Biden’s Rushed Afghan Exit Adds Strains to U.S.-Pakistan Ties
(Bloomberg) -- Joe Biden’s hopes of keeping the Afghan Taliban in check will rely heavily on Pakistan, a neighboring nation that has close ties to the militant group but which has often proven an unreliable partner to the U.S.
Islamabad has long tried to balance its relationship with the U.S. and its support for the Taliban, stoking frustration in Washington and a sense now that the militant group’s triumph has a lot to do with its base of support in Pakistan.
“Americans believe Pakistan’s support for the Taliban over 20 years was the main reason” for the U.S.’s failure, said Husain Haqqani, who served as Pakistan’s ambassador to the U.S. from 2008 to 2011. “U.S.- Pakistan relations are in for a rough ride.”
Pakistan remains an indispensable power in the region and even if the Taliban weren’t ruling next door, the U.S. would want to maintain a foothold in the country to keep China’s influence in check and ensure Islamabad’s nuclear arsenal is secure. That will be even more critical after American troops wrap up their Afghan withdrawal on Aug. 31.
Bin Laden Refuge
The U.S. and Pakistan were never closer than after the Sept. 11, 2001 attacks, when the U.S. turned to Afghanistan’s neighbor for bases and intelligence. But the relationship hit a nadir in 2011, when U.S. special forces killed al-Qaeda leader Osama bin Laden in the city of Abbottabad, not far from a key Pakistani military base.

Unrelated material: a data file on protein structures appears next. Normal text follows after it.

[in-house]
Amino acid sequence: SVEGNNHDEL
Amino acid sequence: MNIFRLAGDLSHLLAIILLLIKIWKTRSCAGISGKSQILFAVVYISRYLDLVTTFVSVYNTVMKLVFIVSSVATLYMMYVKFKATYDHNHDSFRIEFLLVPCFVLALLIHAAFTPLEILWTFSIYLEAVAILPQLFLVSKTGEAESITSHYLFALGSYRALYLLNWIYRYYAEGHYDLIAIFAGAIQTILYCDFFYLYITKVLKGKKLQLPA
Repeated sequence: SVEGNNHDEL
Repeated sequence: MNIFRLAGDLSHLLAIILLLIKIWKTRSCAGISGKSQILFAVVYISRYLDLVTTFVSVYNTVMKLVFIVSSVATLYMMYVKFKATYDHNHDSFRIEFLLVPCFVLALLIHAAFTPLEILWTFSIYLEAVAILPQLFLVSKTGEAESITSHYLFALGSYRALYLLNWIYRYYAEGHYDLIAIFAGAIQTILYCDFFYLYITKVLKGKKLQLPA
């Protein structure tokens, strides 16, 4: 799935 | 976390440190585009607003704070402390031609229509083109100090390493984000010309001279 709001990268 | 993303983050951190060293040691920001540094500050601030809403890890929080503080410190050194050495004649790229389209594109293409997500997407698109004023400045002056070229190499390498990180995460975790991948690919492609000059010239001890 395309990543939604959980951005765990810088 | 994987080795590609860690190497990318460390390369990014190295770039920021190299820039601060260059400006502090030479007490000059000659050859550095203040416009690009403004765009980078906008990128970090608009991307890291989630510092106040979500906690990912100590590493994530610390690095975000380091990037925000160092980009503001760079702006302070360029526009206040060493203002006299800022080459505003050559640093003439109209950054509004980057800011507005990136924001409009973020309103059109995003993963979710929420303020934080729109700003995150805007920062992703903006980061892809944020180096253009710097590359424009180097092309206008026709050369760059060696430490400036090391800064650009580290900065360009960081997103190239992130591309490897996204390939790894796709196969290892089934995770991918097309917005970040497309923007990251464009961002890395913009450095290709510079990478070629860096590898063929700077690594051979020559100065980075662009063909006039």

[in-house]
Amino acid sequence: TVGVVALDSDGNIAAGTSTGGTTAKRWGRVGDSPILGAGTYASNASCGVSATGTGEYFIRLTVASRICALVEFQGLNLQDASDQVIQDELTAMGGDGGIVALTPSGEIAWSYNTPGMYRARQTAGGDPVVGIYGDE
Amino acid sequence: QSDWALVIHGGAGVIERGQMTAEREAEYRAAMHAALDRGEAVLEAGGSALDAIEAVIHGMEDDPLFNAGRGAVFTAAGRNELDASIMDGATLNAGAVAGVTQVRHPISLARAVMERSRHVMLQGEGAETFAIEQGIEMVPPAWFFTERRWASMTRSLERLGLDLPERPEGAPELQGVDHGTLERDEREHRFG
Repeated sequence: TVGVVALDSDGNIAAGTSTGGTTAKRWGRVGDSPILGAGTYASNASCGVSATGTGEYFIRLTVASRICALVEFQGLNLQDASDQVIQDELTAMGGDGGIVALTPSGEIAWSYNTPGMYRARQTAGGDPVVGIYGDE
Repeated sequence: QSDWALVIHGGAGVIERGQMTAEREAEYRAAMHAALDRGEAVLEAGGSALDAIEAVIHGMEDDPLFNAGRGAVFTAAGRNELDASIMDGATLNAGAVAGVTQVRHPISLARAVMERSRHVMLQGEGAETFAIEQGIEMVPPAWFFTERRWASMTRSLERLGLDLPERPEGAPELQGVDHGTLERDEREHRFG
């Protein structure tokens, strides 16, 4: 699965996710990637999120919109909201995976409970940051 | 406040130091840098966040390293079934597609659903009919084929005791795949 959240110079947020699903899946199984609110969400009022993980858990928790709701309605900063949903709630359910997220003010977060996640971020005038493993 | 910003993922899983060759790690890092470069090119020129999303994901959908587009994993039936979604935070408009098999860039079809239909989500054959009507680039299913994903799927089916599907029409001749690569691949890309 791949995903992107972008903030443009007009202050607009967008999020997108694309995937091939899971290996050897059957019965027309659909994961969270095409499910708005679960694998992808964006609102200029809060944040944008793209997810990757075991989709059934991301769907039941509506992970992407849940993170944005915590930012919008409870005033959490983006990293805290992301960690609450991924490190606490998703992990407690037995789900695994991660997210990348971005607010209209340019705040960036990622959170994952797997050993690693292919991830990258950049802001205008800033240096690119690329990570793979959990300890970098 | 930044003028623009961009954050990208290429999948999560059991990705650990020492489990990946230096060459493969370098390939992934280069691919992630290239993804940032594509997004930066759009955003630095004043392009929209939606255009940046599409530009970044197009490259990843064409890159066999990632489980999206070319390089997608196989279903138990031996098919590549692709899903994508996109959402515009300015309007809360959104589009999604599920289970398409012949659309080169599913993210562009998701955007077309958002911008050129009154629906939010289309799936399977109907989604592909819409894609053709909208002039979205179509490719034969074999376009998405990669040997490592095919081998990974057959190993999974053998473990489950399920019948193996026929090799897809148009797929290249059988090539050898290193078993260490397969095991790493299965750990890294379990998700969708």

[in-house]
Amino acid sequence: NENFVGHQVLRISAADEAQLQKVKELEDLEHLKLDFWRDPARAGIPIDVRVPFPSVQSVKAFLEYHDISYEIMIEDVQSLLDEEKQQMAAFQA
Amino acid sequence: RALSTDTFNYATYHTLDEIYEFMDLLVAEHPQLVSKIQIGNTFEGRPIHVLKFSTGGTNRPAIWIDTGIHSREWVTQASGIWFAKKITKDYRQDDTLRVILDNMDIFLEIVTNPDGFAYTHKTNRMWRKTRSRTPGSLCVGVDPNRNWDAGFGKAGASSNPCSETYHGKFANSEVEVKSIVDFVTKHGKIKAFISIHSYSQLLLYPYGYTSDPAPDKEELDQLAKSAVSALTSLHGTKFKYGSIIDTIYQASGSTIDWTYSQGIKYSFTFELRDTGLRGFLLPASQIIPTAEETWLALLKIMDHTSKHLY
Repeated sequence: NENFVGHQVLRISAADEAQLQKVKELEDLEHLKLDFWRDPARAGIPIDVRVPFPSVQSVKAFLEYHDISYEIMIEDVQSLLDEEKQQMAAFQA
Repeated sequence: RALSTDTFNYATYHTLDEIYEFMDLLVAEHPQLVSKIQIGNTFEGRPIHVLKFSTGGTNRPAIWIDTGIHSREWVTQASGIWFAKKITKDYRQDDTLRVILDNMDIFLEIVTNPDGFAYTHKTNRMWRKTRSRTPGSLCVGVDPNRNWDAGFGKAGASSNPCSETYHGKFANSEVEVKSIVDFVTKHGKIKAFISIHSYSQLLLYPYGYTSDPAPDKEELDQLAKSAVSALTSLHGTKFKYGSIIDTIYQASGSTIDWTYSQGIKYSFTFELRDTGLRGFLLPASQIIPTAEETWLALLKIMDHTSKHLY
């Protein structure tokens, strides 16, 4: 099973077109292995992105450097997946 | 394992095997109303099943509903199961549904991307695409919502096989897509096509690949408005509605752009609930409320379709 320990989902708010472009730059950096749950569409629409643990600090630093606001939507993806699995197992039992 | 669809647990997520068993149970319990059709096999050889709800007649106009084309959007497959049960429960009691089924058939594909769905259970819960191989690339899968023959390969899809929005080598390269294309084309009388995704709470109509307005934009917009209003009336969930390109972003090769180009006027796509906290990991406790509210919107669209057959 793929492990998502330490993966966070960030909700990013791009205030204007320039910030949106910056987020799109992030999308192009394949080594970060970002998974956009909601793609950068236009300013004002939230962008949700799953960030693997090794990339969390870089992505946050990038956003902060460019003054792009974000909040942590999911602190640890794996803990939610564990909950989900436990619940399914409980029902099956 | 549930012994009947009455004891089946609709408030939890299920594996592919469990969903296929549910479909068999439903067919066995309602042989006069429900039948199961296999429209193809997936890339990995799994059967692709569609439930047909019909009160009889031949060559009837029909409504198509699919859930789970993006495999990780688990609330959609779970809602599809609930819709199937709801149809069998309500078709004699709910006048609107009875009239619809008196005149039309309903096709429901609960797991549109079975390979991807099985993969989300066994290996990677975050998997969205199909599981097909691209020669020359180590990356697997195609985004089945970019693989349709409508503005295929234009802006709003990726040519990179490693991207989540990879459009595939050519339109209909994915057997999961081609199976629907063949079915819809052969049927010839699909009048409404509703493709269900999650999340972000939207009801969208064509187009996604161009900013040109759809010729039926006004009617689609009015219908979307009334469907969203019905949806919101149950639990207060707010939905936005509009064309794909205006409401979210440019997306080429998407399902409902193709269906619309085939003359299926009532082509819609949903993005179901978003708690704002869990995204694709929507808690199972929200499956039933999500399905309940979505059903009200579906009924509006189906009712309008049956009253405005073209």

Many U.S. officials assume bin Laden’s presence was at least known by some in the Pakistani government, military and intelligence services, a charge officials there rejected. But the bitterness and distrust caused by that event still linger on both sides.
Now, more than half a year into his presidency, Biden still hasn’t called Pakistani Prime Minister Imran Khan.
“I keep hearing that President Biden hasn’t called me. It’s his business,” Khan told journalists this month. “It’s not like I am waiting for any phone call.”
Pakistani officials have complained over the years that the Americans have simultaneously wanted them to use their influence on the Afghan Taliban to help reach a political settlement while also cracking down on the group. Pakistan also has a large Pashtun population, the dominant ethnic group of Taliban leaders, complicating the politics of meeting U.S. demands.
Leaving out Pakistan’s historic support for the Taliban, particularly from the country’s security services, Khan said the militant group’s success in retaking Afghanistan was probably inevitable and urged the world to work with them as a new government gets formed. The 300,000-strong Afghan security forces, equipped with sophisticated American weapons, couldn’t withstand 70,000 Taliban fighters because “no one fights for a corrupt government,” he said. “Let’s help them if the Taliban want to establish peace.”
Despite the tensions, both sides still need each other.
For starters, “our intelligence-gathering ability in Afghanistan isn’t what it used to be,” Pentagon spokesman John Kirby said Aug. 20 when asked about the U.S.’s ability to track terrorists in the country as troops withdraw. Pakistan can help fill that gap, better than other neighboring nations.
Another key incentive is China. The U.S.’s biggest strategic rival maintains close ties with Islamabad and stands to gain from America’s withdrawal from the region.
Pakistan is a crucial part and original participant in China’s Belt and Road infrastructure initiative. Beijing and Islamabad signed $11 billion in projects last year alone. Close relations with Pakistan also provide China with leverage in its strained relationship with India.